Police, militants clash in Gaza
By MICHAEL MATZA, DION NISSENBAUM AND MARTIN MERZER
Knight Ridder Newspapers
NEVE DEKALIM, Gaza Strip -- Clashes erupted Tuesday between Israeli authorities who stepped up the use of force and militant supporters of the Israeli settlers who faced a midnight to leave their homes in Gaza.
Hundreds of protesters were arrested or detained and several injuries were reported during a sporadic series of shoving matches. Extremists also torched several vehicles, tossed rocks at authorities and threw acid and other caustic agents at them.
So the same words that are used to describe Al Qaeda, Hamas and the British bombers now apply to Jewish demonstrators.
By the way, the "acid" incident seems to be close to fictional. In Israel they are reporting that the police claim that demostrators threw acid or ammonia on one policeman.
I wrote a letter to the Mercury News complaining about this:
I am outraged at the words you have chosen to describe the protests against disengagement in Gaza.
It is well known that many newspapers dislike the word "terrorist", with the specious claim that it is a loaded term. So for years we have seen terrorists described as "militants", or, in some cases, "extremists." So when we see a headline that says "Police, militants clash in Gaza" we have a good idea that it is referring to either Israeli or Palestinian policemen and members of Hamas or Islamic Jihad.
However, today I see not only a headline but the contents of an article referring to Jewish settler sympathizer-protesters as both "militants" and "extremists." The only violent act that is referred to is an alleged splash of acid on a policeman, which I have not been able to verify in any Israeli online news source outside of a single mention that "police claimed" that one policeman was splashed with either acid or ammonia.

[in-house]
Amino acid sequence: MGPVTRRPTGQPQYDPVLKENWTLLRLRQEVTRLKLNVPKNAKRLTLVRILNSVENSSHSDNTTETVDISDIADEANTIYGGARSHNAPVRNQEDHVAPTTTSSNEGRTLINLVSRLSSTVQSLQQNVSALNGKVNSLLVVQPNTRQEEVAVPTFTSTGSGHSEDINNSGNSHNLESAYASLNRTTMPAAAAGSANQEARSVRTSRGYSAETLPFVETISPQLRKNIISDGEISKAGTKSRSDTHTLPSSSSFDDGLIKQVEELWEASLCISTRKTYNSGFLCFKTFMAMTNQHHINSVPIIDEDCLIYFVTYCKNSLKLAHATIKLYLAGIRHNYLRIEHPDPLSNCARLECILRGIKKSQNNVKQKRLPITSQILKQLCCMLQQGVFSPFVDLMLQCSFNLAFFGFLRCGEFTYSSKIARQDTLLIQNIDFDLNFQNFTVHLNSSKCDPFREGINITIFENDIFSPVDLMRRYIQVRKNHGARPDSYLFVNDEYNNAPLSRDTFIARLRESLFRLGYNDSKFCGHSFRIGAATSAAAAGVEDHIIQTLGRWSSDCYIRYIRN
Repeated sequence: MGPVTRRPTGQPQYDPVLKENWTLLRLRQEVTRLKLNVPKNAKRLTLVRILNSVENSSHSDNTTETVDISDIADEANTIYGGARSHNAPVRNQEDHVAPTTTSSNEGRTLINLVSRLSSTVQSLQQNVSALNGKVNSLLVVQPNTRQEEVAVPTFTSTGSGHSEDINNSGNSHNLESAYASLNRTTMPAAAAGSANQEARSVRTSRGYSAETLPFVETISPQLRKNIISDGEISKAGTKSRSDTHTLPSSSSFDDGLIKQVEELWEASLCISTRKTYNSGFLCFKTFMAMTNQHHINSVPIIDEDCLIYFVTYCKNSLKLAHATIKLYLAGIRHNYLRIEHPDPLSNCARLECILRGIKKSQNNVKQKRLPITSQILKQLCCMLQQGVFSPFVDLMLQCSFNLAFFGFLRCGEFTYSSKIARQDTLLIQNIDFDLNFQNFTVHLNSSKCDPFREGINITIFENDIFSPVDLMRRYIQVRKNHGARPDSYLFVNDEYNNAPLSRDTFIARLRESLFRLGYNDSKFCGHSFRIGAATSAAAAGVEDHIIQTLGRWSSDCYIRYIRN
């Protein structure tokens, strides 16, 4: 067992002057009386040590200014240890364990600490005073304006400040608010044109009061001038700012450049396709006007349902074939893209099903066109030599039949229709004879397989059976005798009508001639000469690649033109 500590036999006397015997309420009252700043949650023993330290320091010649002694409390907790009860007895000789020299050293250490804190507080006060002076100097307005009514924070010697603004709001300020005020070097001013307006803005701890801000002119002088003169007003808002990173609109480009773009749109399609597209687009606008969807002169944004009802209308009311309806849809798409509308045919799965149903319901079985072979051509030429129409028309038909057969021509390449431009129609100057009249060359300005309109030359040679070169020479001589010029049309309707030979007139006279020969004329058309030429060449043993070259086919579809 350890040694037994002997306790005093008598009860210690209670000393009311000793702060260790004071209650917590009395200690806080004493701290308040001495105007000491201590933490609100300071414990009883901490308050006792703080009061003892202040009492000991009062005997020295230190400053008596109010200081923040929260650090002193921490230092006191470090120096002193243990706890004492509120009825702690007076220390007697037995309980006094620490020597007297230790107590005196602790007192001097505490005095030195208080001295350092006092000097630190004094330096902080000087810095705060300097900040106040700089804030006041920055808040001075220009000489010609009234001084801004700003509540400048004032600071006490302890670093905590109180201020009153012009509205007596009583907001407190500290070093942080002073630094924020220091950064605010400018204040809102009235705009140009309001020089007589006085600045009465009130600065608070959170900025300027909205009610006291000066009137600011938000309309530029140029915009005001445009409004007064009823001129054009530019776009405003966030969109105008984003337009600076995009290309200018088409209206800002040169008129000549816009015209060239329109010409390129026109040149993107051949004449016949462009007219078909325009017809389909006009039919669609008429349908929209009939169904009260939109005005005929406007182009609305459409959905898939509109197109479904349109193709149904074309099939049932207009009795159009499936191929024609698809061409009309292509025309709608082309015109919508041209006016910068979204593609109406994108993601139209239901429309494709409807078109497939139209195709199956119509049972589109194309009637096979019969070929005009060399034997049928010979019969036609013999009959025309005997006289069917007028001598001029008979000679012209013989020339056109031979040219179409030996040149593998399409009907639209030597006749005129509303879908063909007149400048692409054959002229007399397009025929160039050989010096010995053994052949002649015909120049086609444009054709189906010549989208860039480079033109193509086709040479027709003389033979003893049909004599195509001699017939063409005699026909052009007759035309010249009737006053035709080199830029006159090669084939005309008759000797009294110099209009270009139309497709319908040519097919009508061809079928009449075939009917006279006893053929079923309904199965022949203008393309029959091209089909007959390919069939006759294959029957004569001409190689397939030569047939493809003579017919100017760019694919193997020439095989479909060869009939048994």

So we possibly have a case where your report lacks veracity, as it didn't have any qualifiers on the "fact" that acid was thrown on multiple policemen.
But more troubling is the implicit moral equivalence of protesters who have stated numerous times that they have no intention of physically hurting anyone, and members of Al Qaeda and Hamas who explicitly state and act to kill hundreds of people.
This is a perversion of the English language, and it succeeds in doing exactly what you claim to want to avoid by not using the word "terrorist" - you are making an obscene moral judgment by using the exact same words to describe diametrically different sets of people.
There is a good definition of terror - it is the purposeful targeting of innocent civilians. It is not hard to call members of Hamas or Al Qaeda "terrorists." But to call them "militants" and "extremists" when you also give the same name to overwhelmingly peaceful protesters betrays a bias that is way beyond what a newspaper should exhibit. It is insulting, sickening and unacceptable.
Tags: Middle East, Palestine, Israel
Update: The newspaper replied to me with a form letter saying they will not publish my letter without more personal information. Of course, I was not interested in being published: I wanted a reply.